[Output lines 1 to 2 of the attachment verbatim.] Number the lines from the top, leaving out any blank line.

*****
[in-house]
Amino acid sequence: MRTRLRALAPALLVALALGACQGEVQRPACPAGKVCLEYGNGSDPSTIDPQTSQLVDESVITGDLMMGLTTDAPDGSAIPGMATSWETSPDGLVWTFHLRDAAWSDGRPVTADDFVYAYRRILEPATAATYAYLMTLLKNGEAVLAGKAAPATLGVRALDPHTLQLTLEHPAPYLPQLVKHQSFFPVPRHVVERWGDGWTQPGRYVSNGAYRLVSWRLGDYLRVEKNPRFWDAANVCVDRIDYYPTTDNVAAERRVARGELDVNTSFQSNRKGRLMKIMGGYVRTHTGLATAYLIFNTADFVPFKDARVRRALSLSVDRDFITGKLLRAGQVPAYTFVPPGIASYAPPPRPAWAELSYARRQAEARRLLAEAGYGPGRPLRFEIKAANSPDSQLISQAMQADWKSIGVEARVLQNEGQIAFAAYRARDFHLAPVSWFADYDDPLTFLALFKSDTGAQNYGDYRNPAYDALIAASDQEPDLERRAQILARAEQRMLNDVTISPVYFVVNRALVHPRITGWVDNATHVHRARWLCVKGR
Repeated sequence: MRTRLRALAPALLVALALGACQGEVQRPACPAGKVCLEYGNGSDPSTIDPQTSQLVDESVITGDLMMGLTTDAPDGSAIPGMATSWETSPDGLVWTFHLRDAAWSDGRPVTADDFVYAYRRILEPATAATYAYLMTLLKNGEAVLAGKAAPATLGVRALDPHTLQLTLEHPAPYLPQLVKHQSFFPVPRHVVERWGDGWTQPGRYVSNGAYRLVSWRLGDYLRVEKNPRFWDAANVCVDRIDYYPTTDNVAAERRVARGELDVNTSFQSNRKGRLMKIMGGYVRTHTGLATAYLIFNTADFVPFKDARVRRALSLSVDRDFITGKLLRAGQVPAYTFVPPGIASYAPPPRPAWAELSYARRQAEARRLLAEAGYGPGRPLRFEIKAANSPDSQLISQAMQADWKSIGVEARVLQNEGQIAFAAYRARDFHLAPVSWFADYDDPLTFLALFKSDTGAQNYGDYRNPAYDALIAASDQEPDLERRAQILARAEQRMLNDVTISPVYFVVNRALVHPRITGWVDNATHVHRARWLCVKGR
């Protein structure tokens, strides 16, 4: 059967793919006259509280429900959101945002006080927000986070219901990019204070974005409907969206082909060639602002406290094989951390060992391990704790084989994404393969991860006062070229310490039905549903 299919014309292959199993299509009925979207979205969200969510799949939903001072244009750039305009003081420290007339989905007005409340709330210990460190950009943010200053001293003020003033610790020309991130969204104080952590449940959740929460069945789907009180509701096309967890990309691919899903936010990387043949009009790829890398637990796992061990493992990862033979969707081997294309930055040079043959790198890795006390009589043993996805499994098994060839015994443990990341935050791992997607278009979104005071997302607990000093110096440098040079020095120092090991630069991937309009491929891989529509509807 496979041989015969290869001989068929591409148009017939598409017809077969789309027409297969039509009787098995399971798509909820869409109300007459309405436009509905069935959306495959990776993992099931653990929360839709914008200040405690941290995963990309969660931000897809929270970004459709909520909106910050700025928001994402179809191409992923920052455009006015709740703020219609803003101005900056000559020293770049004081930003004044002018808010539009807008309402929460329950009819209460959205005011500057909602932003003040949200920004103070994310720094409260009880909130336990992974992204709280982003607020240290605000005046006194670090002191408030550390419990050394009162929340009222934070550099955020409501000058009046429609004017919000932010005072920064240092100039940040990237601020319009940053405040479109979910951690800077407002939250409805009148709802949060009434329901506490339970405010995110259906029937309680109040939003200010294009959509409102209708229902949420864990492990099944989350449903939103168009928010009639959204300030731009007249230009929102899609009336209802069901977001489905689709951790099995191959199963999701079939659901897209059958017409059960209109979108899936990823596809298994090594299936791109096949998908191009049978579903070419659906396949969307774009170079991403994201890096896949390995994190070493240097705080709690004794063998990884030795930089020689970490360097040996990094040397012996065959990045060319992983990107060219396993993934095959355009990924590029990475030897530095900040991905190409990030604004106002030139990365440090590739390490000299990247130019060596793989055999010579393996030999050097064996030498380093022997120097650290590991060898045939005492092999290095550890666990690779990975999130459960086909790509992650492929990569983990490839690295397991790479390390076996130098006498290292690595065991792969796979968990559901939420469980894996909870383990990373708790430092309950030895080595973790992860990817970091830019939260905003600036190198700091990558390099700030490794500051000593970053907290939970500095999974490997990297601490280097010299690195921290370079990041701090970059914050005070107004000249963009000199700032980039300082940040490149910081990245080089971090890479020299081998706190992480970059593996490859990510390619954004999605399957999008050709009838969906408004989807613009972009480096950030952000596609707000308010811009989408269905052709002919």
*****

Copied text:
[in-house]
Amino acid sequence: MRTRLRALAPALLVALALGACQGEVQRPACPAGKVCLEYGNGSDPSTIDPQTSQLVDESVITGDLMMGLTTDAPDGSAIPGMATSWETSPDGLVWTFHLRDAAWSDGRPVTADDFVYAYRRILEPATAATYAYLMTLLKNGEAVLAGKAAPATLGVRALDPHTLQLTLEHPAPYLPQLVKHQSFFPVPRHVVERWGDGWTQPGRYVSNGAYRLVSWRLGDYLRVEKNPRFWDAANVCVDRIDYYPTTDNVAAERRVARGELDVNTSFQSNRKGRLMKIMGGYVRTHTGLATAYLIFNTADFVPFKDARVRRALSLSVDRDFITGKLLRAGQVPAYTFVPPGIASYAPPPRPAWAELSYARRQAEARRLLAEAGYGPGRPLRFEIKAANSPDSQLISQAMQADWKSIGVEARVLQNEGQIAFAAYRARDFHLAPVSWFADYDDPLTFLALFKSDTGAQNYGDYRNPAYDALIAASDQEPDLERRAQILARAEQRMLNDVTISPVYFVVNRALVHPRITGWVDNATHVHRARWLCVKGR